Iconic symbols

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Iconic symbols


Iconic symbols are used in ergodynamics to indicate more explicitely — compared to standard SI or IUPAC symbols — the quantity represented. This is particularly the case in normalized quantities (ratios of quantities). Iconic (or canonical) symbols help to clarify the meaning, are based on SI and IUPAC symbols as far as possible, and may be translated into more commonly used, practical symbols. Several ambiguities in SI and IUPAC symbols are eliminated by the systematic structure of iconic symbols, but it may be impossible to avoid all ambiguities, particulary when long (canonical) symbols are abbreviated in a particular context. Clarity is improved always by showing the unit of a quantity together with the symbol of the quantity. Iconic symbols cannot be identical with IUPAC symbols when a different definition is used — this would add to the confusion. For example, the IUPAC symbols nB [mol] and VB [m3] denote amount and volume of B. Consequently, it should be expected, that the symbol QB indicates charge of B [C]. However, the IUPAC symbol QB is used for particle charge per ion B [C·x-1]. This prohibits a consistent definition of QB as a potential iconic symbol for charge carried by a given quantity of ions B with unit [C], instead of particle charge per ion B with unit [C·x-1]. Hence, the conventional ambigous system forces compatible iconic symbols to be more complicated, using QelB [C] and QNB [C·x-1] to distinguish charge of B from charge per elementary B. QnB [C·mol-1] is charge per molar amount of B.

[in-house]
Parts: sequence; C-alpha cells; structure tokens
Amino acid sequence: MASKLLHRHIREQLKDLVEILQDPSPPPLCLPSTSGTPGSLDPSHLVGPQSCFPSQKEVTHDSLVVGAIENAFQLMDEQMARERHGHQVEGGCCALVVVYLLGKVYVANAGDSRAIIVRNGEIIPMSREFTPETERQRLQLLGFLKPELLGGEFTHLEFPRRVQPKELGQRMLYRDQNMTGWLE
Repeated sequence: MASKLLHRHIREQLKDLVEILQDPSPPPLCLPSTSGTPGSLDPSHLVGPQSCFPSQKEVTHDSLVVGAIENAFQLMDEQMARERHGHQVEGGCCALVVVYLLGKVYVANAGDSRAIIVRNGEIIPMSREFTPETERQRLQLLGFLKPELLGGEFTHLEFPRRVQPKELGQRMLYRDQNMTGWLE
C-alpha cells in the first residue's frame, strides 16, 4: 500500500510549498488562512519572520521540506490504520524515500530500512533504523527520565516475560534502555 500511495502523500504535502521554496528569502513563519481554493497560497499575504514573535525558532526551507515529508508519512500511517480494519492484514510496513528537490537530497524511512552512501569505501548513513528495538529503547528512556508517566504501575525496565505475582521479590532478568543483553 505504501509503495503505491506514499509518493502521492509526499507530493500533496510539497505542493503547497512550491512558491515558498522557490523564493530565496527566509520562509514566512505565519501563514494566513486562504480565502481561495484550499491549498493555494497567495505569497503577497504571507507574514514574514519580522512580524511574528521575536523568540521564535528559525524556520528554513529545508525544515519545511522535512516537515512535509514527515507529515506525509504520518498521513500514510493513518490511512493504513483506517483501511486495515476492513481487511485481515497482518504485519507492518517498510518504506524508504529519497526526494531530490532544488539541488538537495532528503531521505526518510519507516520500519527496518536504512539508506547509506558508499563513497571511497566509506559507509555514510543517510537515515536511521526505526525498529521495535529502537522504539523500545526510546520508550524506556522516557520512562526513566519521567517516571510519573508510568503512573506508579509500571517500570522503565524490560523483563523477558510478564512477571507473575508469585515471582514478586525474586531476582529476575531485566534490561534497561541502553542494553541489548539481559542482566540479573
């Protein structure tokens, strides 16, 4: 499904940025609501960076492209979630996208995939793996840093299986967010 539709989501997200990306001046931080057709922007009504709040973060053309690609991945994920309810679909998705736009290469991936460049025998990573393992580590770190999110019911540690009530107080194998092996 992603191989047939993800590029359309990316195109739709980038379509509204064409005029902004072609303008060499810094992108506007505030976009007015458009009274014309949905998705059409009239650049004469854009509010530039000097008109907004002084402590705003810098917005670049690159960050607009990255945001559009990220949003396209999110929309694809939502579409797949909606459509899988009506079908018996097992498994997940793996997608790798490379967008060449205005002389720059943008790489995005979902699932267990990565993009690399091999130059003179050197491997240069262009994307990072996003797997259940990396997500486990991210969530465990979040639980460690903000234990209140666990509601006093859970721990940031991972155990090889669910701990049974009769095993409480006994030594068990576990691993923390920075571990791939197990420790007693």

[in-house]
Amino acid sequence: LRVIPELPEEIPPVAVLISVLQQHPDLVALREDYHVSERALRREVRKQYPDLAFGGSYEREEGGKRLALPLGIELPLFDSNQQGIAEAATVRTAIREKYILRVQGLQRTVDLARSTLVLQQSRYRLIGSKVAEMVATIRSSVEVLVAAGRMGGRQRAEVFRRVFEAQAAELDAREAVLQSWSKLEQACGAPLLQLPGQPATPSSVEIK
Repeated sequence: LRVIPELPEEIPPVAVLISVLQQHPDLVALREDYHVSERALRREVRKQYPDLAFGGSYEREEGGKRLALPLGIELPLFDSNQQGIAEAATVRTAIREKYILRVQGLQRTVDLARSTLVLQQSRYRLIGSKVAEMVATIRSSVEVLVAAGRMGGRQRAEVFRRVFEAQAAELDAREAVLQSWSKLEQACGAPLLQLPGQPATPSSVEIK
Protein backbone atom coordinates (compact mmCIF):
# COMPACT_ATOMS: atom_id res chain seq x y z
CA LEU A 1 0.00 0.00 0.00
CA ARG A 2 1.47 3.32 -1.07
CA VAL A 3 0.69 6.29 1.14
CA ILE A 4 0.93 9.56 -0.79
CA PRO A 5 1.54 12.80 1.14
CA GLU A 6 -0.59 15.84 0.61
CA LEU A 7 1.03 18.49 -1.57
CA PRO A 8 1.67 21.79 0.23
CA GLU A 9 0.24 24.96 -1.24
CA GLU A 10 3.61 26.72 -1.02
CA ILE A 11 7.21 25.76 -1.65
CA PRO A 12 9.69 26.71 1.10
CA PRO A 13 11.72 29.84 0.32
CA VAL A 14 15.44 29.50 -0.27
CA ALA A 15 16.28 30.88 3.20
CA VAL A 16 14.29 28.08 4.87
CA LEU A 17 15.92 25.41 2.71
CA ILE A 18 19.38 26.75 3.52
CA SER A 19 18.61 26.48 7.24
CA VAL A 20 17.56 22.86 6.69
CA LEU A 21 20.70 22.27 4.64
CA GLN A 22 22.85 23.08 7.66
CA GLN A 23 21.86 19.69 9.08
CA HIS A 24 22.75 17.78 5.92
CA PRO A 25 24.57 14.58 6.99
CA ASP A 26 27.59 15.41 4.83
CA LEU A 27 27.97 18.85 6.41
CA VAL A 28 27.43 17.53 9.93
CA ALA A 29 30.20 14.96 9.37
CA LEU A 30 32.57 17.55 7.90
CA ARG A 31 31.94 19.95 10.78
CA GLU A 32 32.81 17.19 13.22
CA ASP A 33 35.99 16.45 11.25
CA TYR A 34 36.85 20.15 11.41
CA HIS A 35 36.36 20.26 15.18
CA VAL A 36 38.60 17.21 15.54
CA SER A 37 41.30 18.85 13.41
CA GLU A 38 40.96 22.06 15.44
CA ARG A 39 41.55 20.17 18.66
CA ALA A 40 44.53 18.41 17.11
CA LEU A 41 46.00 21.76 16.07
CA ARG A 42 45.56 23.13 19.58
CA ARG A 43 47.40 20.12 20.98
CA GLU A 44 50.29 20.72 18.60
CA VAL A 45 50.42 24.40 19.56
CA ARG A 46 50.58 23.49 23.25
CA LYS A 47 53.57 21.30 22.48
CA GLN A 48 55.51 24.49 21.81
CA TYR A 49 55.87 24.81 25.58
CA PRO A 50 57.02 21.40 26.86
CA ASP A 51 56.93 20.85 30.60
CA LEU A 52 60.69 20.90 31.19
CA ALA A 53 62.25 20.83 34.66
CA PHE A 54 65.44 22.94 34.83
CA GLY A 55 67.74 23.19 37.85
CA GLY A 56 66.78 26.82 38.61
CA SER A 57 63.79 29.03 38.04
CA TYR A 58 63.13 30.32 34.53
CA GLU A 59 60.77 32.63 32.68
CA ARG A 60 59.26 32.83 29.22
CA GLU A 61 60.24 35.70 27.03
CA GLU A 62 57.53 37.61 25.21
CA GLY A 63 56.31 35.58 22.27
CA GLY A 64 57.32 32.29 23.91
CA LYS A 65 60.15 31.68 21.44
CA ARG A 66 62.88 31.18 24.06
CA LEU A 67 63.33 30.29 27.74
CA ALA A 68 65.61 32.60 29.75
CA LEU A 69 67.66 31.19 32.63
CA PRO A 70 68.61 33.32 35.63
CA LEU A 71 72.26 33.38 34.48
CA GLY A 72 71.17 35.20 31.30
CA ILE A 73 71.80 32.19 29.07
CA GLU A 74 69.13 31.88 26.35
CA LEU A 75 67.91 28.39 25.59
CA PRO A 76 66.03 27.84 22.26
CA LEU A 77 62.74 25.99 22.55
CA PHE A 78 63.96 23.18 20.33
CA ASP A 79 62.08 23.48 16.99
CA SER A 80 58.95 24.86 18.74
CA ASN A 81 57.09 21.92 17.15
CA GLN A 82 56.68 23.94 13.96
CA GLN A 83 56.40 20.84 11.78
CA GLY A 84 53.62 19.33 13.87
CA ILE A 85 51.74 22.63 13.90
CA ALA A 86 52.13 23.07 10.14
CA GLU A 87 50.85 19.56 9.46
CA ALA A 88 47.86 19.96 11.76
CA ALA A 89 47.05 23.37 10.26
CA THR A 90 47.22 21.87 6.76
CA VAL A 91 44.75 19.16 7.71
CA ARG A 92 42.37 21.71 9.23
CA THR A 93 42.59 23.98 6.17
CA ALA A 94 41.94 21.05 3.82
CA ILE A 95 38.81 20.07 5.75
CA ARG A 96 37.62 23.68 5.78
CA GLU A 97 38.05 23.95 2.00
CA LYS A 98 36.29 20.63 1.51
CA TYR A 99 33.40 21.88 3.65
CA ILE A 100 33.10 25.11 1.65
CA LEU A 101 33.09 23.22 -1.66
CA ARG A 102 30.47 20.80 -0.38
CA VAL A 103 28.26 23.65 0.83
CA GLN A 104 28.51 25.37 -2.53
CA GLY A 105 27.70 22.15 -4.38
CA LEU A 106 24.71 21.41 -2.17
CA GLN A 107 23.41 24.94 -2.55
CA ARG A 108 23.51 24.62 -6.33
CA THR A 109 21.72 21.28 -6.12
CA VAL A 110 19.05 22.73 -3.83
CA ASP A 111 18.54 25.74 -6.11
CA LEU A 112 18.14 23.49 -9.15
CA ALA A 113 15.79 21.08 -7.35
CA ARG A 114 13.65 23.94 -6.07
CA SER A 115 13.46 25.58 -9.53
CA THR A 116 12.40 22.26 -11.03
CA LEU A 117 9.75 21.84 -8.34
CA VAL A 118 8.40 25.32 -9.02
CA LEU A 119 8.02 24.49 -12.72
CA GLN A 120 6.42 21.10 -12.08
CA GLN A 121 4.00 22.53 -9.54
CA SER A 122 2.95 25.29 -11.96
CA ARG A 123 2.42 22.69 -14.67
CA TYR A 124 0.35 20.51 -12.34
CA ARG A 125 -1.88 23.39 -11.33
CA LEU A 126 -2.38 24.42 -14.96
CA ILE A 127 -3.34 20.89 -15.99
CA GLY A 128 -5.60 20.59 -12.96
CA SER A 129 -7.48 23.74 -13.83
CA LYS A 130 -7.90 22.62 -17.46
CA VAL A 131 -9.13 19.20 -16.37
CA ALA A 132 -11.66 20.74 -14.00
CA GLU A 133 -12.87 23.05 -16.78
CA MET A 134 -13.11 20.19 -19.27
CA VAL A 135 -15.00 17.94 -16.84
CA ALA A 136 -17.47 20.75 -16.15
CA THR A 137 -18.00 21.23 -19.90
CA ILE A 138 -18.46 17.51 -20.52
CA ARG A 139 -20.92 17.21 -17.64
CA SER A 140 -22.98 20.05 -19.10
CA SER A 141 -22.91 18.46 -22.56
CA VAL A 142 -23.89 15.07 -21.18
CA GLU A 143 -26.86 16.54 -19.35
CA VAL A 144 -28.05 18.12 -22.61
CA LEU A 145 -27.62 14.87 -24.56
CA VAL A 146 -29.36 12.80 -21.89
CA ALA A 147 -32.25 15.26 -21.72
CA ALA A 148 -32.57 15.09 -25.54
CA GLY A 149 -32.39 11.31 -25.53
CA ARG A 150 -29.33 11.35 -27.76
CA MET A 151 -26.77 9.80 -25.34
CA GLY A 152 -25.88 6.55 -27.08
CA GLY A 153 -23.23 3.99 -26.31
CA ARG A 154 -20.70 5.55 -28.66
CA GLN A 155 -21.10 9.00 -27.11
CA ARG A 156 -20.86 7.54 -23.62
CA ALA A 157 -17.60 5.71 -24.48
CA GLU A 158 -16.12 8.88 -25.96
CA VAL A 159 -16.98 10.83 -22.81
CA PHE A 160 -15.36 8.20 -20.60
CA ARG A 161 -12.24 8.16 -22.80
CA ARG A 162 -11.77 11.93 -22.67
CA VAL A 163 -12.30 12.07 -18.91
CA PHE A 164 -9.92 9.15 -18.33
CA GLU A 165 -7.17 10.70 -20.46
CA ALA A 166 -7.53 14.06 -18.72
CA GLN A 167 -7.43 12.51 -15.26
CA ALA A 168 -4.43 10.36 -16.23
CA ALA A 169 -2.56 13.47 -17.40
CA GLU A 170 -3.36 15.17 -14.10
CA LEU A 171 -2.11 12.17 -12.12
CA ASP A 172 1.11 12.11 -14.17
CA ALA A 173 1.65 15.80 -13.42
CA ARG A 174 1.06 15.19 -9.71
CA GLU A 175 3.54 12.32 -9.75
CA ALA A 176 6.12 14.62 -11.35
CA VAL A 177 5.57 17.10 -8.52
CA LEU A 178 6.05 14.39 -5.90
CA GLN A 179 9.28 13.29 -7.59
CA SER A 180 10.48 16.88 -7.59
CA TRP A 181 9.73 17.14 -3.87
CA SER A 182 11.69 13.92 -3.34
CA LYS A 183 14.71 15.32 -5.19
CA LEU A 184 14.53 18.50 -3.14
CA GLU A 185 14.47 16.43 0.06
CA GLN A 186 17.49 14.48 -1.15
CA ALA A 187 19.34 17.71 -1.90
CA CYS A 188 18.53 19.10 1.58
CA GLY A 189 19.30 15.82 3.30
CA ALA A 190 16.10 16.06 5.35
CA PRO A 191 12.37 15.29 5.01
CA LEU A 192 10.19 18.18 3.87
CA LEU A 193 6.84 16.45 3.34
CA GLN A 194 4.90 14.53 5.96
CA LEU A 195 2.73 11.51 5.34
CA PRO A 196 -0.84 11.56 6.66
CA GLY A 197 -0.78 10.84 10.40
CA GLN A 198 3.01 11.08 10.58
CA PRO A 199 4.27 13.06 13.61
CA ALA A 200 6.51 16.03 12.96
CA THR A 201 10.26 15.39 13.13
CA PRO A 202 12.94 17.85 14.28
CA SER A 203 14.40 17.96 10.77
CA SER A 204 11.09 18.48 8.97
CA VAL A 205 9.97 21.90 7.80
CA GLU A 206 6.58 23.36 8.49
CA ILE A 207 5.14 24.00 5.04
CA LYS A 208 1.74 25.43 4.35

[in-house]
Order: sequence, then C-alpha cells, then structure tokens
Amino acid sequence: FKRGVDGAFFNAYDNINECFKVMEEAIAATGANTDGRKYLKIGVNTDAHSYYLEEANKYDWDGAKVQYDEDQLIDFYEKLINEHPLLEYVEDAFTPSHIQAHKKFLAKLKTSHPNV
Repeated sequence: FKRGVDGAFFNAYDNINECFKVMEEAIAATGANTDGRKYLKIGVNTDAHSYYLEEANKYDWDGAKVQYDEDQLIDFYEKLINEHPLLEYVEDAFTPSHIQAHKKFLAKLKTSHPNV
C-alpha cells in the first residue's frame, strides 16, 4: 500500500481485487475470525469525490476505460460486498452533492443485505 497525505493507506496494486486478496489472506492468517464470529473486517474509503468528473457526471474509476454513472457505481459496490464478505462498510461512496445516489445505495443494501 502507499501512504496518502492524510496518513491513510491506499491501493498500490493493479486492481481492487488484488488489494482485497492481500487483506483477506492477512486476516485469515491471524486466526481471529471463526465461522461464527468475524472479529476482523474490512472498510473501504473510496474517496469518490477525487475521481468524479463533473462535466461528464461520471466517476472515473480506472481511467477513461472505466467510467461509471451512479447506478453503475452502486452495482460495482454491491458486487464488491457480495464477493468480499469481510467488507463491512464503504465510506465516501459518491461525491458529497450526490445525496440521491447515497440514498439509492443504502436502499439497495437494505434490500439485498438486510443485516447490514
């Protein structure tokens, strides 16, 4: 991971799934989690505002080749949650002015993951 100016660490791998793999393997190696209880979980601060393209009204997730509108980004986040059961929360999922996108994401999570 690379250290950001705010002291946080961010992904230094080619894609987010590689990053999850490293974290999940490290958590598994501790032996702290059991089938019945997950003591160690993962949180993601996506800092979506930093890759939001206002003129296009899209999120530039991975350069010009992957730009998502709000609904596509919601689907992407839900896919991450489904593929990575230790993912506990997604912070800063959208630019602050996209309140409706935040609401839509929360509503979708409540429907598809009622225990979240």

Reference: Gnaiger 2020 BEC MitoPathways

Communicated by Gnaiger E (2020-11-30) last update 2020-12-01
The use of SI and IUPAC symbols and units is recommended for clarity and consistency of presenting concepts and reporting data, as far as consistency and disambiguation are implemented in these international conventions.

What do iconic symbols tell us?

How did Peter Mitchell coin Δp ?

Mitchell (1966) introduced the symbol Δp for the protonmotive force. Peter Mitchell received the Nobel Price in Chemistry in 1987 for the underlying concept of the pmF. The symbol Δp is unrelated to the symbol ΔpH — the symbol pH stems from the term potentia hydrogenii. What is the message of Δp?
ΔmFeH+ [V] is the iconic symbol for protonmotive force in the electrical format with unit [V = J·C-1]. Starting from the proton and going clockwise, this symbol can be read as "H+ e m Δ F" or "hydrogen ion \ in electrical format \ motive \ difference \ force", in brief: protonmotive force pmF. If you see the symbol Δp as frequently used in bioenergetics, the only iconic aspect is the Δ indicating a difference, whereas the entire meaning of Δp has to be explained to any outsider. Outsiders are insiders in other fields: Δp [Pa] is a pressure difference in respiratory medicine and cardiovascular physiology, is a death penalty for professional and other high-risk divers, and is generally a pressure difference in fluid dynamics and the ideal gas equation Δp = Δn·V-1·RT. Why are we content with using a symbol for pressure when expressing the protonmotive force? To remove this aspect of ambiguity (= double meaning), Michtell's classical Δp for the pmF should be maintained instead of the italicized Δp, to read 'p' as the IUPAC symbol for the proton, instead of "p" for pressure. When Peter Mitchell used a typewriter for his Grey Book (1966), italic versus upright font was not a practical option — using underline in place of italic is tedious. Today, we should use the traditional symbol Δp for the pmF with reference to the proton, and Δp for a pressure difference. Or do iconic symbols have a clear advantage in general communication?